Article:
Contributed Photo/Courtesy U.S. Customs and Border Protection: The meth, heroin, and fentanyl were found in boxes intermixed with medical supplies.
Contributed Article/Courtesy U.S. Customs and Border Protection
SAN DIEGO – U.S. Customs and Border Protection officers at the Otay Mesa commercial facility Friday seized more than 3,100 pounds of methamphetamine, fentanyl powder, fentanyl pills and heroin as part of the second largest methamphetamine bust along the southwest border in the history of the agency, based on information developed by DEA, working jointly with HSI.
“Smugglers will try every way possible to try and get their product across the border and because of the partnership between CBP, Homeland Security investigations and DEA this significant seizure occurred and we stopped them,” said Anne Maricich, acting CBP director of field operations in San Diego. “I’m proud of the CBP officers’ dedication to our mission; they continue to stop dangerous drugs from entering our communities.”
On Oct. 9, at about 9:45 a.m., a driver arrived at the cargo border crossing with a tractor-trailer shipment that was manifested as medical supplies. The officer decided to refer the driver, truck, and shipment for a more intensive inspection.
CBP officers screened the truck using the port’s imaging system, similar to an X-ray, and found anomalies with the rear of the trailer. The conveyance was sent to the dock and a canine alerted to the boxes inside the trailer. Officers offloaded the shipment and discovered 1,816 packages co-mingled with the medical supplies that primarily contained clear plastic pipette tips, spray bottles of surface decontaminate and calibrated pipette tools (used for sampling and dispensing liquid).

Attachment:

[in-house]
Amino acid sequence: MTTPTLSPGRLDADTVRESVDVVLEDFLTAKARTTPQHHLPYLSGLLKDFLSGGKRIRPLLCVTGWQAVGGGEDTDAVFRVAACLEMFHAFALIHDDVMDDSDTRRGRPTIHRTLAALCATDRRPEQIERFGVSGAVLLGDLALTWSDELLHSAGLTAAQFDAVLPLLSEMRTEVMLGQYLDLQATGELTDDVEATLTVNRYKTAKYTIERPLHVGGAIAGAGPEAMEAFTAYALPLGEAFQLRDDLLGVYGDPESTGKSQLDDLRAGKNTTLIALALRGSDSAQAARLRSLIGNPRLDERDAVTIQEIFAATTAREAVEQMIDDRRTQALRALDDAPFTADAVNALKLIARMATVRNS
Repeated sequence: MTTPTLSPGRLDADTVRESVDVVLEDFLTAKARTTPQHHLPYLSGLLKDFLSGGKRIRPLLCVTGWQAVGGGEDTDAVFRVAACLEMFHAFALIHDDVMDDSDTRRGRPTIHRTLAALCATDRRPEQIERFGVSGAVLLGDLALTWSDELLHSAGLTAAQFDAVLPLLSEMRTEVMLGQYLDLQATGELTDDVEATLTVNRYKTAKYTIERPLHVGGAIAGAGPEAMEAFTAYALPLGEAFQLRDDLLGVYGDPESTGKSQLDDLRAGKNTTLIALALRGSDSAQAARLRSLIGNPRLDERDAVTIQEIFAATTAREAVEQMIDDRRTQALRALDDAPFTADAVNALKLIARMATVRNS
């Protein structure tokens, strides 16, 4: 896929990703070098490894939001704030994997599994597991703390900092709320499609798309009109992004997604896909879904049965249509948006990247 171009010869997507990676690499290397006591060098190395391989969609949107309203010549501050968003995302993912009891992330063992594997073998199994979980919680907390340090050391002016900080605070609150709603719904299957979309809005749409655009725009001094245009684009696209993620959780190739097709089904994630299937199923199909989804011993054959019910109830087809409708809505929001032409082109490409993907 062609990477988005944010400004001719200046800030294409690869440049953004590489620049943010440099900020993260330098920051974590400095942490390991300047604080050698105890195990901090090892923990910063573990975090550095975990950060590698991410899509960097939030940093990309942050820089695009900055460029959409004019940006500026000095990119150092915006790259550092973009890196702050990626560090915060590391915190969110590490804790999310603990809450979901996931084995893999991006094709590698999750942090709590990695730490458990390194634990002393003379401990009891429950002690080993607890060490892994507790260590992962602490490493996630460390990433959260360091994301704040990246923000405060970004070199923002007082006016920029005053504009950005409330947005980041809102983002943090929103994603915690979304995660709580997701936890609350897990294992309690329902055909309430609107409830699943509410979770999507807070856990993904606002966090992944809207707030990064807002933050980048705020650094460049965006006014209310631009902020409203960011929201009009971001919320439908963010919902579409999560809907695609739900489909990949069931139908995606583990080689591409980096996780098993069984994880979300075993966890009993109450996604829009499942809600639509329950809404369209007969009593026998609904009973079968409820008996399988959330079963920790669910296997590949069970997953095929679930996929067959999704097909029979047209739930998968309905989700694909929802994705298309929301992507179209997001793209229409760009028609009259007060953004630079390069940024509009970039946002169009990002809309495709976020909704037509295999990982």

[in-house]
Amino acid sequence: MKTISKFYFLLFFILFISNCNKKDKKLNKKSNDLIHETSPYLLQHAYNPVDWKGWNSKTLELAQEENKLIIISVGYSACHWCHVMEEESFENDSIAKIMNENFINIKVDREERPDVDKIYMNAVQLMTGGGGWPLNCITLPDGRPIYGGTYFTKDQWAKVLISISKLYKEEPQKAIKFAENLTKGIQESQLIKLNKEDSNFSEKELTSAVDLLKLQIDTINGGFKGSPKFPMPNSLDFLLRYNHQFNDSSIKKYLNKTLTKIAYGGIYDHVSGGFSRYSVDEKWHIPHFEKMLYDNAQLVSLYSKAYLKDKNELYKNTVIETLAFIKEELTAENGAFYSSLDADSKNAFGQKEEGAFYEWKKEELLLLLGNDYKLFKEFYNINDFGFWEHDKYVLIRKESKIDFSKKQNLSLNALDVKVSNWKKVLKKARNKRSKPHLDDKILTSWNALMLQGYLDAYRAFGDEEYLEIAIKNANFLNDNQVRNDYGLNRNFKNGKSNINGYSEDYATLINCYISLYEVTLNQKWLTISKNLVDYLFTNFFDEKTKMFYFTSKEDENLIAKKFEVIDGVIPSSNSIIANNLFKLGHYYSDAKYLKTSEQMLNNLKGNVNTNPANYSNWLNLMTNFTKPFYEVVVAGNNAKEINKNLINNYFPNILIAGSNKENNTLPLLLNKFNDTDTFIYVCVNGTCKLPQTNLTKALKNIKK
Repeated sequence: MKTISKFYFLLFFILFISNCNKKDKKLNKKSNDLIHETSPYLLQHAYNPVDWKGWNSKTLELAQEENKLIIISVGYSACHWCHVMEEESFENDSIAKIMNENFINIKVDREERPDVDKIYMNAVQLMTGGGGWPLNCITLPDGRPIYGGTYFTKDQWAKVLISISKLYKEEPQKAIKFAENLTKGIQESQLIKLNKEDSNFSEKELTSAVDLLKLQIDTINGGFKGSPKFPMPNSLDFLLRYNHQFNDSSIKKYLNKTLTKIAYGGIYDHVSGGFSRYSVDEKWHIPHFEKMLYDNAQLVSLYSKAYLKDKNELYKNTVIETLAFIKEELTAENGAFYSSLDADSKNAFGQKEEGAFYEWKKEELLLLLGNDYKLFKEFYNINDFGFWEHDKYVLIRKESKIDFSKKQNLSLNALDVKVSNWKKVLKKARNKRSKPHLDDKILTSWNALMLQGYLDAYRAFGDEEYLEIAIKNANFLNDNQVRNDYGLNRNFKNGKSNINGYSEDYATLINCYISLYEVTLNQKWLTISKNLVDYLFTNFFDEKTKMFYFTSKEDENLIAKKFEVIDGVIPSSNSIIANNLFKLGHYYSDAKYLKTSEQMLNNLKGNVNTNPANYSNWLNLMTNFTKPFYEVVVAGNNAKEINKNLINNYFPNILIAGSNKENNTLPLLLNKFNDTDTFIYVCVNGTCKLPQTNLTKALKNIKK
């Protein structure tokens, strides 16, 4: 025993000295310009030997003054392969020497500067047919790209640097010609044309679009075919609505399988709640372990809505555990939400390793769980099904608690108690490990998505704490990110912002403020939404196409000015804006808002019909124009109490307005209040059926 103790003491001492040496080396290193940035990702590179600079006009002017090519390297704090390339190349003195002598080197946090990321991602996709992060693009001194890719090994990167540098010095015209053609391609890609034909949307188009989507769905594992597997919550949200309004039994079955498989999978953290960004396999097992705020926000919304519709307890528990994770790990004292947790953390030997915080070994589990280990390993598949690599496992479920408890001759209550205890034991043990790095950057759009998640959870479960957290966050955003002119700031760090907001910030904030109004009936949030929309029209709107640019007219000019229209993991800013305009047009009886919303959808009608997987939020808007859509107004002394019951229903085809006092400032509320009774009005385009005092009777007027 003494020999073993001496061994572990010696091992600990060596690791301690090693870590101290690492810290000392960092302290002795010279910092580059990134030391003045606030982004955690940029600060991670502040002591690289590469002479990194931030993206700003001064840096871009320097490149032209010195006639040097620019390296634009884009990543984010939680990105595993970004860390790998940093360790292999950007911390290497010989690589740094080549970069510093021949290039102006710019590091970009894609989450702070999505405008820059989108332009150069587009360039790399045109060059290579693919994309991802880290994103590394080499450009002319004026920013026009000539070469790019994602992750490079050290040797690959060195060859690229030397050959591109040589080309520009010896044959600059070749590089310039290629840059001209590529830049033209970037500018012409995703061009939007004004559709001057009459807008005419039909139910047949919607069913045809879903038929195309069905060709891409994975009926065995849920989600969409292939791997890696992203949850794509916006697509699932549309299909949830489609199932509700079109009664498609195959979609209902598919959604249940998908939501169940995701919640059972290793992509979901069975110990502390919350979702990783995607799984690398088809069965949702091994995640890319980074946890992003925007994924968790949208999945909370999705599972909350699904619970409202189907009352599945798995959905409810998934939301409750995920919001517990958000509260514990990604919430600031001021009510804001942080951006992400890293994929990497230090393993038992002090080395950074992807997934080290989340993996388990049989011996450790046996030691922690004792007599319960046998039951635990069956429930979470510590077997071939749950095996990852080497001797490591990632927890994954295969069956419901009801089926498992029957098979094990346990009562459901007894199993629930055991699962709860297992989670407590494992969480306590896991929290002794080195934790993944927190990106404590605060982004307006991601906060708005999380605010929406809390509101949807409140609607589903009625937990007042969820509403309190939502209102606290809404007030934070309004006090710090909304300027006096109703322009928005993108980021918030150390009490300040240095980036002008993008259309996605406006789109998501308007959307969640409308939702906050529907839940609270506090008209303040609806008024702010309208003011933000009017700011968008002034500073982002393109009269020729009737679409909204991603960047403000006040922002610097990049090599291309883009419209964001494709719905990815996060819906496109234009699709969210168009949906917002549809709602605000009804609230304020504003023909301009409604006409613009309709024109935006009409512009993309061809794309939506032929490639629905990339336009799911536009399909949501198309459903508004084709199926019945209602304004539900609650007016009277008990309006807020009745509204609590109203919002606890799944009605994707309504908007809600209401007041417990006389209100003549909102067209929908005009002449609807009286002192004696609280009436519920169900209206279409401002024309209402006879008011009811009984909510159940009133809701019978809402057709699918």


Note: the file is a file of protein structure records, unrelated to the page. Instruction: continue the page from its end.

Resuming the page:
CBP officers later extracted approximately 3,014 pounds of methamphetamine, 64 pounds of heroin, 29 pounds of fentanyl powder, and almost 37 pounds of fentanyl pills, worth an estimated $7.2 million. CBP officers seized the narcotics and conveyance.
“This massive seizure is a testament of what law enforcement agencies can do when we combine forces – prevent over $7 million worth of deadly drugs from entering our country; thus saving countless lives from addiction and overdose deaths,” said DEA Special Agent in Charge John W. Callery. “DEA cherishes our great law enforcement partners in San Diego, especially those who work tirelessly to protect our nation’s borders. We will continue to work together to disrupt drug trafficking organizations at every opportunity we are given.”
The driver, a 47–year-old male Mexican citizen, was arrested and turned over the custody of the joint investigative team from U.S. Immigration and Customs Enforcement, Homeland Security Investigations, and the Drug Enforcement Administration; he will face criminal charges.
“This significant seizure is a prime example of how a successful partnership between HSI, CBP, and DEA results in the disruption of transnational criminal organizations while protecting our country from dangerous illicit drugs,” said Juan Munoz, acting Special Agent in Charge of HSI in San Diego. “We will continue to work tirelessly to bring those responsible to justice.”
Criminal charges are merely allegations. Defendants are presumed innocent unless proven guilty in a court of law.